Electronic safety systems in today’s vehicles don’t always measure up to claims made for them, says a report published Tuesday by the Insurance Institute for Highway Safety (IIHS), a nonprofit supported by auto insurers.
"We zeroed in on situations our staff have identified as areas of concern during test drives with Level 2 systems, then used that feedback to develop road and track scenarios to compare vehicles," IIHS senior engineer Jessica Jermakian said, according to the report.
Level 2 autonomy employs advanced driver assistance systems (ADAS), which as the phrase implies are meant to help drivers, not replace them. A Level 2 car has the two functions of lane keeping and adaptive cruise control, a feature that maintains a safe distance from the car in front.
The Insurance Institute isn’t yet at the point of ranking Level 2 systems for safety, although it does say that all of the five cars it has just tested have excellent emergency braking systems. That function is the sole criterion for Level 1 autonomy.
The tested cars were the 2017 BMW 5-series with Driving Assistant Plus; the 2017 Mercedes-Benz E-Class with Drive Pilot; the 2016 Model S and the 2018 Tesla Model 3 with Autopilot (using different software versions); and the 2018 Volvo S90 with Pilot Assist.
When starting at a speed of 50 kilometers per hour (31 mph) and with the adaptive cruise control turned off, the two Teslas were not able to brake in time to completely avoid hitting an obstacle. The other cars were able to stop well short of the obstacle. With the adaptive cruise control turned on, all the cars stopped in time.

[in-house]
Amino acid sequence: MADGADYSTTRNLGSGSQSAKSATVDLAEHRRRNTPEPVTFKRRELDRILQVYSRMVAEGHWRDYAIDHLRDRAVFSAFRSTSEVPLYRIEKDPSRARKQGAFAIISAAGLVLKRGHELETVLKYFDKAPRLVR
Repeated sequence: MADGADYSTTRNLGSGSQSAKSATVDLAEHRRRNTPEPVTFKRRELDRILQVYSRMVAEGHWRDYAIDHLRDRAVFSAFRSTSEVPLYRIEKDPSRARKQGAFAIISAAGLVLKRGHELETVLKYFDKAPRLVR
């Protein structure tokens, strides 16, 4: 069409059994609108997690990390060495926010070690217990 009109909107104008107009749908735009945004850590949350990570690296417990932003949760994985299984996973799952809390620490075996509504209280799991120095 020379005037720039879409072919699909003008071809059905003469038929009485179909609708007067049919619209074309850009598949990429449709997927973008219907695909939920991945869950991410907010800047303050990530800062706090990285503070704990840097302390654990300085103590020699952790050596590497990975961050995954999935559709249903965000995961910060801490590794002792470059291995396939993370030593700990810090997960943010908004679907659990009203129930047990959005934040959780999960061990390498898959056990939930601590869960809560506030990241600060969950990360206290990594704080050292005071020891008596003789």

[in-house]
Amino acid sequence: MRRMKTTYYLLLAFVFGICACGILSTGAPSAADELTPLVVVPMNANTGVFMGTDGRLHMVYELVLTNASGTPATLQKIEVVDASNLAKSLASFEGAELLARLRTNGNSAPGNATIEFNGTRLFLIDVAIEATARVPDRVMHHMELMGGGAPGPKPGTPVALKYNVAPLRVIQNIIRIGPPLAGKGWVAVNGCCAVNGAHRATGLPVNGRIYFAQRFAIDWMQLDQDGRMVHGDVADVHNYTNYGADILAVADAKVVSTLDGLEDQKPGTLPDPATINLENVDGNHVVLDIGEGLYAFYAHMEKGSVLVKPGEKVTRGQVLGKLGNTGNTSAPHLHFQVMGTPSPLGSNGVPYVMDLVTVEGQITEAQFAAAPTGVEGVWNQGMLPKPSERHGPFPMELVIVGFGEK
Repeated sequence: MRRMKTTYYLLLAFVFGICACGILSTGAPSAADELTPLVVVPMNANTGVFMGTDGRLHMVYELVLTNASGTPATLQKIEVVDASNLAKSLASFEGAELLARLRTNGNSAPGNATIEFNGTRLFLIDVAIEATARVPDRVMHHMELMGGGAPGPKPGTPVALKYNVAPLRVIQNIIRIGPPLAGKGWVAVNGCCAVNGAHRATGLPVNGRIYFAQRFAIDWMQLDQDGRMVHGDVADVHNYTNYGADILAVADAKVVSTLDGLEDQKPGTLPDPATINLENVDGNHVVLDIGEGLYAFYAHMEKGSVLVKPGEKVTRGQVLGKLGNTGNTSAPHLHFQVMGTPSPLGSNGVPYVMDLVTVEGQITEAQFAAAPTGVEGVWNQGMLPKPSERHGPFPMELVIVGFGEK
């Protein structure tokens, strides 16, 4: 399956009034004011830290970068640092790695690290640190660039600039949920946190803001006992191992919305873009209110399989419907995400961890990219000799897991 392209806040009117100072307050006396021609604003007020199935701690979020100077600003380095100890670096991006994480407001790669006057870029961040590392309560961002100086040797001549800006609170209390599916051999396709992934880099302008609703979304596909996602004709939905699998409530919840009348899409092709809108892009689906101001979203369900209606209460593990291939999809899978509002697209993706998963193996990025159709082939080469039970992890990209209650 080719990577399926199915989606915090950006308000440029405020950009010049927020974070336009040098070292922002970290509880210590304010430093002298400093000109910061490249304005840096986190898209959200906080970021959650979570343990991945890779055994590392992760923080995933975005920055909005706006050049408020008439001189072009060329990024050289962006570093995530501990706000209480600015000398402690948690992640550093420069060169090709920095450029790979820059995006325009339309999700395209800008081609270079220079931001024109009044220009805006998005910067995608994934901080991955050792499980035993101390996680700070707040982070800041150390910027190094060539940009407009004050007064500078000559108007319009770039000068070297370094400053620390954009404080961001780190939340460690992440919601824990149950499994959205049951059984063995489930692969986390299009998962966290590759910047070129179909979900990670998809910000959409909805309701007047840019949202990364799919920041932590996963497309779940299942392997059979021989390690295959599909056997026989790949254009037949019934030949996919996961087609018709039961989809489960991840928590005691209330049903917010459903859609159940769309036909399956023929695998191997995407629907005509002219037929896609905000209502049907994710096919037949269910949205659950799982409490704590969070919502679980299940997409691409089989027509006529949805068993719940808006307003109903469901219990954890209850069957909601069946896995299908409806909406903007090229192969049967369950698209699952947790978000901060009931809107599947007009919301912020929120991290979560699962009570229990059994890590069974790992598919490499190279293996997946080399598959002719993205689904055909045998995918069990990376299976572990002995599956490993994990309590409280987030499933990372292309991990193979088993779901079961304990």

When set to follow a lead vehicle that first slowed and then stopped, all five cars were able to keep their distance and to stop in time. When the lead vehicle moved out of the way to reveal a stopped vehicle in the lane, all five cars were able to avoid hitting it.
So far, so good. But these tests were conducted on the track; in traffic, things weren’t always so smooth. Engineers found that all of the cars except the Tesla 3 would sometimes be baffled by a stopped car. And even the Tesla 3 had a problem: excessively cautious braking.
“In 180 miles, the car unexpectedly slowed down 12 times, seven of which coincided with tree shadows on the road,” the report recounts. “The others were for oncoming vehicles in another lane or vehicles crossing the road far ahead.”
Such braking isn’t dangerous, the researchers note, but it could be annoying enough to induce drivers to turn off the adaptive cruise control. They’d then give up the safety edge that the function normally provides.
As for the other Level 2 function—keeping to the right lane—all the cars had a little trouble. In one set of tests, only the Tesla 3 consistently stayed within its lane; other models sometimes oversteered enough to require that the driver intervene. But in another set of tests, on hilly roads, even the Tesla 3 sometimes required the driver to intervene.
The Insurance Institute says that though lane keeping is a somewhat less potent safety function than adaptive cruise control, it could—if properly implemented—prevent 8,000 deaths a year.
Philip E. Ross is a senior editor at IEEE Spectrum. His interests include transportation, energy storage, AI, and the economic aspects of technology. He has a master's degree in international affairs from Columbia University and another, in journalism, from the University of Michigan.